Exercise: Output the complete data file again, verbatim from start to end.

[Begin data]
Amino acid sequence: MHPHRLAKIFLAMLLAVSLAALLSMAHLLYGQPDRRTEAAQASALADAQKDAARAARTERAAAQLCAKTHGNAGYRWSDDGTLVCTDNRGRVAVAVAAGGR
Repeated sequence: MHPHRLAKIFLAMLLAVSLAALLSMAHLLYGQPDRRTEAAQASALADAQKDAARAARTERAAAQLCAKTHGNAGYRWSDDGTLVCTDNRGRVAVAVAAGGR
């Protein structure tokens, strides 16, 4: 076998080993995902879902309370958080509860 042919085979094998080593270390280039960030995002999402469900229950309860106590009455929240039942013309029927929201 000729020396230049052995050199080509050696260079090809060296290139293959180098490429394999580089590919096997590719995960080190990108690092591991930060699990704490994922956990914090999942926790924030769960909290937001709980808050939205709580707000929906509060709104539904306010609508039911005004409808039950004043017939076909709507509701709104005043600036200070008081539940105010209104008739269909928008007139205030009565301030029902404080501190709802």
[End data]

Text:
Amino acid sequence: MHPHRLAKIFLAMLLAVSLAALLSMAHLLYGQPDRRTEAAQASALADAQKDAARAARTERAAAQLCAKTHGNAGYRWSDDGTLVCTDNRGRVAVAVAAGGR
Repeated sequence: MHPHRLAKIFLAMLLAVSLAALLSMAHLLYGQPDRRTEAAQASALADAQKDAARAARTERAAAQLCAKTHGNAGYRWSDDGTLVCTDNRGRVAVAVAAGGR
């Protein structure tokens, strides 16, 4: 076998080993995902879902309370958080509860 042919085979094998080593270390280039960030995002999402469900229950309860106590009455929240039942013309029927929201 000729020396230049052995050199080509050696260079090809060296290139293959180098490429394999580089590919096997590719995960080190990108690092591991930060699990704490994922956990914090999942926790924030769960909290937001709980808050939205709580707000929906509060709104539904306010609508039911005004409808039950004043017939076909709507509701709104005043600036200070008081539940105010209104008739269909928008007139205030009565301030029902404080501190709802």